Saturday, December 15, 2012

Holiday Romance: Glass Heart by Amy Garvey


Sequel to Cold Kiss
Romance : Two Snowflakes!
That Holiday Feeling: Three Snowflakes!

When I first learned of the sequel to Cold Kiss I was a little surprised. The story of Wren , Gabriel and Danny seemed very much resolved in the previous book. However there are some interesting plot developments that justify some exploration in a sequel.
You could read Glass Heart on it's own but I would suggest getting Cold kiss because its wonderful!
In Glass Heart several months have passed since the events of Cold Kiss and Christmas is fast approaching. Wren and Gabriel have comfortably fit into each others lives. They have fallen into intimate but not boring routines: meeting each other at the school lockers, visiting each other at work, and spending many Friday evenings wrapped in each others arms.
It is in these scenes that Garvey's writing skills shine. Amy takes mere words and strings them into magical chains of narrative that draws you into the emotion of the scenes. Whether she is describing the environs of the gangs coffee shop Bliss, the  bonding sessions between Wren, Jess, and Darcia (her best friends) or the tension Wren's sister Robin is experiencing, the reader is intimately involved.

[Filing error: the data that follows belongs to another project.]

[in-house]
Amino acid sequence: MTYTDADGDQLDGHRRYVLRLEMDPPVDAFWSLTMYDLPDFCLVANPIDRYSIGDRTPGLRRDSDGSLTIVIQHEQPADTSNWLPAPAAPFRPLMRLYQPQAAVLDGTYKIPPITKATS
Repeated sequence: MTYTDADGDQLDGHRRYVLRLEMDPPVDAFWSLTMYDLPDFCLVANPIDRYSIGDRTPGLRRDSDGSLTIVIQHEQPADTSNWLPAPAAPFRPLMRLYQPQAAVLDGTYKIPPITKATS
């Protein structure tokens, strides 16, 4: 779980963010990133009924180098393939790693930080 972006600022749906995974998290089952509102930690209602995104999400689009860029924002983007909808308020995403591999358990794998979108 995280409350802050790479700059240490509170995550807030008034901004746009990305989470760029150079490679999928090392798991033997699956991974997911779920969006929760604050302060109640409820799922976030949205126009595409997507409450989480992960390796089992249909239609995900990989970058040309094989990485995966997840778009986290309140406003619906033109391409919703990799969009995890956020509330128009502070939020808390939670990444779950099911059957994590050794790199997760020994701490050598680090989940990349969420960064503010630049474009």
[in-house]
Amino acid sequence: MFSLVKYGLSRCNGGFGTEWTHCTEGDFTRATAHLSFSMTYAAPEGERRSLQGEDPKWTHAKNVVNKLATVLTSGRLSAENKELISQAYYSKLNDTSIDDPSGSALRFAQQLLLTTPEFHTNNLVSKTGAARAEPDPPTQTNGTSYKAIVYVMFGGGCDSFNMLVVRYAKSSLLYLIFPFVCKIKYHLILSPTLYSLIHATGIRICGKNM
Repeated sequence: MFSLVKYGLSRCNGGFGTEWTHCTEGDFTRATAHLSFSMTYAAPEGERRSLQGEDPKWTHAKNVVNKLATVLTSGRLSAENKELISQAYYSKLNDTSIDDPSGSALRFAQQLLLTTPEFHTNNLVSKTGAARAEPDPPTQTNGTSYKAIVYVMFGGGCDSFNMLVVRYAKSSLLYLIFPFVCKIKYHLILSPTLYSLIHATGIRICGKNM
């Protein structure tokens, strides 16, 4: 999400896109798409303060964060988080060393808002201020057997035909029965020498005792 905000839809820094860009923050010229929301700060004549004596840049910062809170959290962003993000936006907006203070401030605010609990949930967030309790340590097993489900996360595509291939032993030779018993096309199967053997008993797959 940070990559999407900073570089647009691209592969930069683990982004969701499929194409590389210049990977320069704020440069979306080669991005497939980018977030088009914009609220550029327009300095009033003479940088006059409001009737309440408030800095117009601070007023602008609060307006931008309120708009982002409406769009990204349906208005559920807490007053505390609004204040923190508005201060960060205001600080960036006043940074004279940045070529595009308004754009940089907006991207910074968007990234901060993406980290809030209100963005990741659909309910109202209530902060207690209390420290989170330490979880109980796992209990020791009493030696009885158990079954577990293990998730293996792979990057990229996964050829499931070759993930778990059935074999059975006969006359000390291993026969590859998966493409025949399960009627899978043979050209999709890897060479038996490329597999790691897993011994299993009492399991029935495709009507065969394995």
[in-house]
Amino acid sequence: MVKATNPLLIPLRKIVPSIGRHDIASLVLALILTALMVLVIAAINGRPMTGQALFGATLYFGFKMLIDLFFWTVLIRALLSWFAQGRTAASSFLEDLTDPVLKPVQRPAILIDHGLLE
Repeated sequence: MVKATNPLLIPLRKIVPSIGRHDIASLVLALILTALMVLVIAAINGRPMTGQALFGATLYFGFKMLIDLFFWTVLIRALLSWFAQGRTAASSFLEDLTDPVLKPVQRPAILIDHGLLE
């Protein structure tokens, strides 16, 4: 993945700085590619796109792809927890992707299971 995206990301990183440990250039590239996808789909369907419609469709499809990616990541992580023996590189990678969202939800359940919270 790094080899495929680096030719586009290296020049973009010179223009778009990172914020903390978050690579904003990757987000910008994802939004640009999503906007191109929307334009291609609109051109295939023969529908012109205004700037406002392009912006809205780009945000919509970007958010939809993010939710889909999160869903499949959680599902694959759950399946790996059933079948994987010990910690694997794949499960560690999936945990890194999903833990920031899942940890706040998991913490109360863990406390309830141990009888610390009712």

The arrival of Christmas adds a new twist to the dynamic of Wrens family and her relationship with Gabriel. Wren's mother decides that Gabriel and his sister Olivia should  come to the holiday dinner, Wren is stressing about what type of gift to give Gabriel, and Robin is livid that the father they have recently discovered is still alive, isn't going to join in the family festivities.
With all this stress it is understandable that Wren would find solace in using her magical gifts. Something just clicks into place when Wren uses her powers to levitate, clean the counters at Bliss, or make a magical gift for Gabriel.
Yet Gabriel is not pleased, and though he isn't forcing his own psychic gifts on Wren to learn her secrets or understand what she is feeling about magic his message to her is clear. He wants her to stop, to be careful, to not be herself.
The pain of this makes Wren careless and fair game for two teens who also have magical powers. Teens who like to "play" with their gifts, very destructive and murderous games.
I really enjoyed seeing the culmination of Wren and Gabriel's relationship, but Wren seemed to have lost the strength and knowledge she gained in Cold Kiss.
She is easily hurt and lashes out a Gabriel who is just trying to keep her safe. There is a subplot in the book about a missing kid that ties into Wren's adventures with Bay and Fiona but it seemed to just drag the book down.
I was much more interested in Wren's sister Robin and her journey but this plot point was only superficially resolved.
There are bright points in the book and glimpses of what I loved in Cold Kiss, but a lot of it was slow. I did enjoy the ending however.

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